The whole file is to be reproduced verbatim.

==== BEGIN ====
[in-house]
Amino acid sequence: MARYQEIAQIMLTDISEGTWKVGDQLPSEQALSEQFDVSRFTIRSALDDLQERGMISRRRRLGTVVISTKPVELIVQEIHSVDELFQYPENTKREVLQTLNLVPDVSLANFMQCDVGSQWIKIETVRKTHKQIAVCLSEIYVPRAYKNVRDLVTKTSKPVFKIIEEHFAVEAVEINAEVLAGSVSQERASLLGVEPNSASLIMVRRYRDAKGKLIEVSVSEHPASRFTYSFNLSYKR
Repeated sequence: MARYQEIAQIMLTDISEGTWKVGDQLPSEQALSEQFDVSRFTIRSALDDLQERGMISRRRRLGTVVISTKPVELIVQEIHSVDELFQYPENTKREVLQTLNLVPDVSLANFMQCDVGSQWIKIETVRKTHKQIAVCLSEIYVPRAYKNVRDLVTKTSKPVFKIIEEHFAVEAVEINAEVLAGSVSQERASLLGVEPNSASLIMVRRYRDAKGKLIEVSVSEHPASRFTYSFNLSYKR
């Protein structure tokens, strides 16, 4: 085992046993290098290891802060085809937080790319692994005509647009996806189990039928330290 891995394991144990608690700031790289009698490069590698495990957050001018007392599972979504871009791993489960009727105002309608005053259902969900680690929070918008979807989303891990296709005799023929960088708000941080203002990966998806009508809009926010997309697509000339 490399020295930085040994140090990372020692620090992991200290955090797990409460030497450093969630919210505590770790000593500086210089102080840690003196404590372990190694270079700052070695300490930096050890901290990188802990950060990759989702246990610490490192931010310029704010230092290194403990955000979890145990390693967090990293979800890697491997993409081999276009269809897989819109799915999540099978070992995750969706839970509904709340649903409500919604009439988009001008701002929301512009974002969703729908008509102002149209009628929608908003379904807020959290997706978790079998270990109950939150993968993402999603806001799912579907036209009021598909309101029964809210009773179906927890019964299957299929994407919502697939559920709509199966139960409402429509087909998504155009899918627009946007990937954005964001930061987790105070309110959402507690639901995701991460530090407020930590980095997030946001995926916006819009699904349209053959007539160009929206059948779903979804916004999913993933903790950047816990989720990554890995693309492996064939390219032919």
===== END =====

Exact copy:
[in-house]
Amino acid sequence: MARYQEIAQIMLTDISEGTWKVGDQLPSEQALSEQFDVSRFTIRSALDDLQERGMISRRRRLGTVVISTKPVELIVQEIHSVDELFQYPENTKREVLQTLNLVPDVSLANFMQCDVGSQWIKIETVRKTHKQIAVCLSEIYVPRAYKNVRDLVTKTSKPVFKIIEEHFAVEAVEINAEVLAGSVSQERASLLGVEPNSASLIMVRRYRDAKGKLIEVSVSEHPASRFTYSFNLSYKR
Repeated sequence: MARYQEIAQIMLTDISEGTWKVGDQLPSEQALSEQFDVSRFTIRSALDDLQERGMISRRRRLGTVVISTKPVELIVQEIHSVDELFQYPENTKREVLQTLNLVPDVSLANFMQCDVGSQWIKIETVRKTHKQIAVCLSEIYVPRAYKNVRDLVTKTSKPVFKIIEEHFAVEAVEINAEVLAGSVSQERASLLGVEPNSASLIMVRRYRDAKGKLIEVSVSEHPASRFTYSFNLSYKR
């Protein structure tokens, strides 16, 4: 085992046993290098290891802060085809937080790319692994005509647009996806189990039928330290 891995394991144990608690700031790289009698490069590698495990957050001018007392599972979504871009791993489960009727105002309608005053259902969900680690929070918008979807989303891990296709005799023929960088708000941080203002990966998806009508809009926010997309697509000339 490399020295930085040994140090990372020692620090992991200290955090797990409460030497450093969630919210505590770790000593500086210089102080840690003196404590372990190694270079700052070695300490930096050890901290990188802990950060990759989702246990610490490192931010310029704010230092290194403990955000979890145990390693967090990293979800890697491997993409081999276009269809897989819109799915999540099978070992995750969706839970509904709340649903409500919604009439988009001008701002929301512009974002969703729908008509102002149209009628929608908003379904807020959290997706978790079998270990109950939150993968993402999603806001799912579907036209009021598909309101029964809210009773179906927890019964299957299929994407919502697939559920709509199966139960409402429509087909998504155009899918627009946007990937954005964001930061987790105070309110959402507690639901995701991460530090407020930590980095997030946001995926916006819009699904349209053959007539160009929206059948779903979804916004999913993933903790950047816990989720990554890995693309492996064939390219032919």